She walked on. And on. She walked very, very slowly on.

When she finally arrived at school, The Belle asked her mother to play at the painting table, at the clay center, in the kitchen area. Then The Belle forgot about her mother and got involved with some blocks and some children, who also heard her story about having ridden the bus.

Everyday, The Belle rides the bus to school with her mother or father. She now knows the bus route, the bus number and acceptable bus behavior. And more than a couple of others who ride the bus know when they see her, that she will exclaim — as she did on her first day — I’m going on the bus!

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For your third birthday: a brand new life!

August 23, 2011

Someone asked me today about the CFM logo emblazoned on my laptop, and I dismissed it as a little project of a bored, housebound mutha. I don’t know why I did that. It’s not little. And I’m not bored. In fact, I am so far from bored at the moment that I think I might [...]

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When you see my children on the subway

August 20, 2011

A free, informative pamphlet for strangers Hello. Thank you for taking the time to read this guide, “When You See My Children On The Subway.” These quick tips will help you (and me) have a more enjoyable ride together through the underbelly of the city. If you happen to encounter my children on the subway, [...]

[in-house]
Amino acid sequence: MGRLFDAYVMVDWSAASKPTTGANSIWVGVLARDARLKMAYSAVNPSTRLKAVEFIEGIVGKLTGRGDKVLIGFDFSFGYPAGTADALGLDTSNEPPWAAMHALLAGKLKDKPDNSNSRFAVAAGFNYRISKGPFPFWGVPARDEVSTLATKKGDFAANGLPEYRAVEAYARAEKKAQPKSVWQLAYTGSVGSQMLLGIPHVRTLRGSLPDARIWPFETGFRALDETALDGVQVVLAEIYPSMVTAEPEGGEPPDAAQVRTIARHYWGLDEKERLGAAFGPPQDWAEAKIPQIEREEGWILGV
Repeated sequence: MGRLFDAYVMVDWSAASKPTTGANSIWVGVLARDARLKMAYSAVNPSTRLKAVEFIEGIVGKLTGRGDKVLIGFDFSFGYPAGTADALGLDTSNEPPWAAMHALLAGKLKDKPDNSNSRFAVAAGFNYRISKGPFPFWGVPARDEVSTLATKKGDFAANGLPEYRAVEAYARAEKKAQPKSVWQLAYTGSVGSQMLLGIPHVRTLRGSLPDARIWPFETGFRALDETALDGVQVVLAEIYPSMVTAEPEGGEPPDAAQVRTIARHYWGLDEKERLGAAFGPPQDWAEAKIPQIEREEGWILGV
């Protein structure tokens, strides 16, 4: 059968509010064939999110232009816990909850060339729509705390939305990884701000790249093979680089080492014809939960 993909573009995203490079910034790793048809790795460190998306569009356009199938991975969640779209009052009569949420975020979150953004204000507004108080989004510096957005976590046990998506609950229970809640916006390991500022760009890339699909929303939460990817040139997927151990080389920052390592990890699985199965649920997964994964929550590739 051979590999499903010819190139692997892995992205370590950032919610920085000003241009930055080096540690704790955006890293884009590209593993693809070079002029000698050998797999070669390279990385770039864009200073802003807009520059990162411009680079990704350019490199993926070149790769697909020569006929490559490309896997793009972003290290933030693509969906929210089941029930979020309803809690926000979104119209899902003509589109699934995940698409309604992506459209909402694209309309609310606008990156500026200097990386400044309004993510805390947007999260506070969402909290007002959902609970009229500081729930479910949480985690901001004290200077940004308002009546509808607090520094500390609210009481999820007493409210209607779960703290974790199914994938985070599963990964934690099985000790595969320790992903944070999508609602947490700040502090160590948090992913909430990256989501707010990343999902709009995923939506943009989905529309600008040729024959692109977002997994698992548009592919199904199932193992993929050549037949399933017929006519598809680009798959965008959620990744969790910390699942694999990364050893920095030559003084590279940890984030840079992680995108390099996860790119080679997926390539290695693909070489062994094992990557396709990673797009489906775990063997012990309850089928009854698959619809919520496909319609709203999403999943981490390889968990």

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My favorite cooking apps for urban camping

August 16, 2011

We moved into our new home yesterday — not a house exactly, but home for the next year. By city standards, it is probably on the large side. By suburban standards, it seems kind of like a camp cabin. The dark wood paneling in every tiny room and the faint musty smell contribute to that [...]

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10 signs I’m not in Alabama anymore

August 3, 2011

The girls and I are staying with my mom for a couple of weeks while we wait for Country-Fried Daddy to drive north and for our new home (an apartment on a  crowded city block) to be ready. In the few days we’ve been here, one thing has become extremely clear: this ain’t Alabama. Here’s [...]

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Notes from a hotel room

July 29, 2011

I’m listening to the girls giggle together on a tiny pullout couch in a hotel room in Birmingham. I’m trying to be stern. We’ve had a long day, and tomorrow, we must find a way to get through two airports without losing their 500 I-can’t-fly-without-these toys or each other (or our minds). It’s hard to [...]

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No offense to John Steinbeck

July 13, 2011

The first paragraph of John Steinbeck’s “Cannery Row” reads like this: Cannery Row in Monterey in California is a poem, a stink, a grating noise, a quality of light, a tone, a habit, a nostalgia, a dream. Cannery Row is the gathered and scattered, tin and iron and rust and splintered wood, chipped pavement and [...]

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Make more money faster on Craigslist

July 7, 2011

This is, by far, the strangest move I’ve ever planned, and I’ve moved a fair bit. We’re leaving Alabama for one year to live in a city apartment full of someone else’s stuff. We’re bringing clothes, shoes, favorite toys, important papers and not much else. This means the bulk of what we have will sit [...]

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How to motivate beginner swimmers

June 29, 2011

Country-Fried Daddy tells an inspirational story about learning how to swim. He reminded me recently, as I lamented the apparent futility of Miss D.’s swimming lessons, that he didn’t learn how to swim until he was 12. How is that possible? I asked him. You were an Eagle Scout. The Boy Scouts let you get [...]